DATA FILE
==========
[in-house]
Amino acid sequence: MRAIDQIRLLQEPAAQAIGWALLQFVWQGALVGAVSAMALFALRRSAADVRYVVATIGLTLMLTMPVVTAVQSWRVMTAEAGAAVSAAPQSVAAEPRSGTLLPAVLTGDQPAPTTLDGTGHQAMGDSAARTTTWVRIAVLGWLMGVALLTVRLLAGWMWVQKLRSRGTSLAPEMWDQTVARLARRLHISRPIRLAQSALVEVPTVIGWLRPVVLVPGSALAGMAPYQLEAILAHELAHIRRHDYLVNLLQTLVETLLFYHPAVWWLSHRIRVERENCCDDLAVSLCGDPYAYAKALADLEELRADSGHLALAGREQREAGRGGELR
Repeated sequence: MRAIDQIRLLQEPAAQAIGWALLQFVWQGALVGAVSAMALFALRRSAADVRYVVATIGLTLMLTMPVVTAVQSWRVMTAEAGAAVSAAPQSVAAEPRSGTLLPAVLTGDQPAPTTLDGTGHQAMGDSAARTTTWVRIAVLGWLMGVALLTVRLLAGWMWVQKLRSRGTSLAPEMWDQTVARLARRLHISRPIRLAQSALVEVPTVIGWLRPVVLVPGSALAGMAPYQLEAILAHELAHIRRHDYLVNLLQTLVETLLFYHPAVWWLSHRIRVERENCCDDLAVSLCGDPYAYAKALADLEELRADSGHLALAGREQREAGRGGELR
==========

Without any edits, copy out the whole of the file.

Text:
[in-house]
Amino acid sequence: MRAIDQIRLLQEPAAQAIGWALLQFVWQGALVGAVSAMALFALRRSAADVRYVVATIGLTLMLTMPVVTAVQSWRVMTAEAGAAVSAAPQSVAAEPRSGTLLPAVLTGDQPAPTTLDGTGHQAMGDSAARTTTWVRIAVLGWLMGVALLTVRLLAGWMWVQKLRSRGTSLAPEMWDQTVARLARRLHISRPIRLAQSALVEVPTVIGWLRPVVLVPGSALAGMAPYQLEAILAHELAHIRRHDYLVNLLQTLVETLLFYHPAVWWLSHRIRVERENCCDDLAVSLCGDPYAYAKALADLEELRADSGHLALAGREQREAGRGGELR
Repeated sequence: MRAIDQIRLLQEPAAQAIGWALLQFVWQGALVGAVSAMALFALRRSAADVRYVVATIGLTLMLTMPVVTAVQSWRVMTAEAGAAVSAAPQSVAAEPRSGTLLPAVLTGDQPAPTTLDGTGHQAMGDSAARTTTWVRIAVLGWLMGVALLTVRLLAGWMWVQKLRSRGTSLAPEMWDQTVARLARRLHISRPIRLAQSALVEVPTVIGWLRPVVLVPGSALAGMAPYQLEAILAHELAHIRRHDYLVNLLQTLVETLLFYHPAVWWLSHRIRVERENCCDDLAVSLCGDPYAYAKALADLEELRADSGHLALAGREQREAGRGGELR